If you've already decided to eliminate Banff and Jasper for lack of time, I can't see the point of including Revelstoke and Clearwater.

Clearwater to Whistler is 6 hours, but the road has a lot of corners and steep hills, especially between Lillooet and Pemberton. The drive requires concentration, but it also deserves stops to enjoy the stunning scenery. It is doable in a day, but it would be an ambitious day.

There is no point in going to Tofino for one night. If you cannot spend at least 3 nights there so that you can walk in the old growth temperate rainforests, etc., then I would not bother. When you take the ferry crossing into consideratiohn, Whistler to Tofino is a good 8 hours or more.

Tofino to Victoria nominally is 5 hours, but it easily could take you 7 hours in real life.

Another challenge is that you are going to have a hard time finding accommodation at any price in Tofino in August. It is a small but very popular town.

If I were you, I would eliminate the nights in Revelstoke and Clearwater and replace them with one night somewhere en route from Winthrop to Whistler. Then spend 2 nights in Whistler.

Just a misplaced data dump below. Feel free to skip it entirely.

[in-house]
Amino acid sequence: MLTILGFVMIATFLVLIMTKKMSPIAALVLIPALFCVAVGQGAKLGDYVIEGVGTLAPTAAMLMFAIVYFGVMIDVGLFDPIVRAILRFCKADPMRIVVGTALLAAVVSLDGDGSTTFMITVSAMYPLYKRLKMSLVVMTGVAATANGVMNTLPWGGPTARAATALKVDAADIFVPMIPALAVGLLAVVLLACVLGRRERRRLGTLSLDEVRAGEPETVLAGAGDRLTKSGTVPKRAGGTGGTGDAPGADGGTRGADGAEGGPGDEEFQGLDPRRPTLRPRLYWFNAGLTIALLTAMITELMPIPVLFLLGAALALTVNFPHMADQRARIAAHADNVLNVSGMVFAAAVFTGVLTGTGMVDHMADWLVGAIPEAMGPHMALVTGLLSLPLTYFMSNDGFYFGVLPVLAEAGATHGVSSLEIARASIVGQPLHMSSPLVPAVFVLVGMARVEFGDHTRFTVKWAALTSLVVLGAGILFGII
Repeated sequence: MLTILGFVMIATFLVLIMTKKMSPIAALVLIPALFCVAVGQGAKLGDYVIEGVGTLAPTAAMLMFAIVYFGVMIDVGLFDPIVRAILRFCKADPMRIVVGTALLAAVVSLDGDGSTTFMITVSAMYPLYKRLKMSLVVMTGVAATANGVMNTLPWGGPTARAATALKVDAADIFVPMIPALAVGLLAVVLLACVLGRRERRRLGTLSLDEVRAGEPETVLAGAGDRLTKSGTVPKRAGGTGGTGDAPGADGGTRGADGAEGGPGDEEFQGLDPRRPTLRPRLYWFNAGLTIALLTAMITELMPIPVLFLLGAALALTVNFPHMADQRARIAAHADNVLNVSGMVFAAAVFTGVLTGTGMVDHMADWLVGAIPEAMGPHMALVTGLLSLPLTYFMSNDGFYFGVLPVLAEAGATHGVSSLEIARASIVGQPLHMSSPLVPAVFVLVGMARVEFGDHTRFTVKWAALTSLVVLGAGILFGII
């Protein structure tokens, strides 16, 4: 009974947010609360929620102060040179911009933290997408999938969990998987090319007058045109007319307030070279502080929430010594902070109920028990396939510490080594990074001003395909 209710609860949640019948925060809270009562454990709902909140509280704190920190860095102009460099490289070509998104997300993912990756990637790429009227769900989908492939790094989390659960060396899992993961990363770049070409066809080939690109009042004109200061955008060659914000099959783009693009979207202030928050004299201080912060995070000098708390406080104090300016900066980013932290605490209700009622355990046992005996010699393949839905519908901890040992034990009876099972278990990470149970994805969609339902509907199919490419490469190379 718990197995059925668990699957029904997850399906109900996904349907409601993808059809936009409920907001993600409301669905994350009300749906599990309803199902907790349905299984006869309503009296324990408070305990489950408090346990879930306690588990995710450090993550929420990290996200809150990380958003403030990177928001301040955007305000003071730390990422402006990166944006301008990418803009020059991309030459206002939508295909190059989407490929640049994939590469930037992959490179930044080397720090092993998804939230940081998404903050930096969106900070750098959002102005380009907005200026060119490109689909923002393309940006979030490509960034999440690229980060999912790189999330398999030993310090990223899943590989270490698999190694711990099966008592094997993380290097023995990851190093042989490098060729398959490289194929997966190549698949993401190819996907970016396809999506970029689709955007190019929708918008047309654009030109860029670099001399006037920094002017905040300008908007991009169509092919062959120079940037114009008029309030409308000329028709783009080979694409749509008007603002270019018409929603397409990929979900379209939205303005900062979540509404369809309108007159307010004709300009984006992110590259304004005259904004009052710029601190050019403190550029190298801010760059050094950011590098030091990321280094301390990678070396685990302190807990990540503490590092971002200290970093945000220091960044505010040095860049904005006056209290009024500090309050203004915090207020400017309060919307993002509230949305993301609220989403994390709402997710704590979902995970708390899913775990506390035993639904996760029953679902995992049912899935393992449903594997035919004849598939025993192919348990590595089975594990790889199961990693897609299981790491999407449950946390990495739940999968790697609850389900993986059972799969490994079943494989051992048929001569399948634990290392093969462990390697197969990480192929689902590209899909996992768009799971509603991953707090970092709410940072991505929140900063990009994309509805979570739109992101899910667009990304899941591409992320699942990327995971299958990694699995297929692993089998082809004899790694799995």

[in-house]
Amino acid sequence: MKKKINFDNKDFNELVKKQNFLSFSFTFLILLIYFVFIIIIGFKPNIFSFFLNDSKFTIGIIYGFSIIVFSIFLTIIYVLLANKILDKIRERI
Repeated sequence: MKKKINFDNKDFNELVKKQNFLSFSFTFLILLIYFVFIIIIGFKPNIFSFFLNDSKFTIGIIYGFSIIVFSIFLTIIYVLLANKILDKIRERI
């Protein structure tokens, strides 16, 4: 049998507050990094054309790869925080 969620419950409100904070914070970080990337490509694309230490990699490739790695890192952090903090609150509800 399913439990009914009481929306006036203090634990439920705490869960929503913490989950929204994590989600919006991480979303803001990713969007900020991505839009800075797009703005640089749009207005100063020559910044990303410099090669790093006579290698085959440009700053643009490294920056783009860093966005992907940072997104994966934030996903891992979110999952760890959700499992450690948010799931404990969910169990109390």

You also could eliminate Victoria and spend 2 nights in Tofino. That would go some way towards redeeming your stay on Vancouver Island.

That is not to say that I have anything against Victoria. In fact it's one of the most charming little cities I know. But, since you're from the UK, its reputation as the most "British" city in North America is not going to do much for you. Besides, since you've stated that wildlife viewing is important to you, I think you're better off spending that time in Tofino.

I would have suggested eliminating one of your Seattle nights, but since you've paid for your Seattle hotel through Priceline I suppose you'll be reluctant to do that.

Good luck with your trip.
Judy_in_Calgary is offline  
Aug 6th, 2006, 01:38 PM
Join Date: Mar 2003
Posts: 189
Hi Chris - you've got an ambitious itinerary! Judy has echoed everything that I would suggest. You've picked an incredibly beautiful part of the world to explore - but the distances are vast and with a little one, you'll most certainly want to stop from time to time for rest and to take in the breathtaking scenery along the way.

If possible, I would cut one night out of Seattle and focus on your "wish list" - the bears you'll find in abundance (whales too!) when you are in Tofino, so try to spend at least 2 nights there, - for self-catering accommodations check out www.tofinobeach.com. The glaciers you'll find in Banff or Jasper, which I think are more interesting towns than Revelstoke or Clearwater.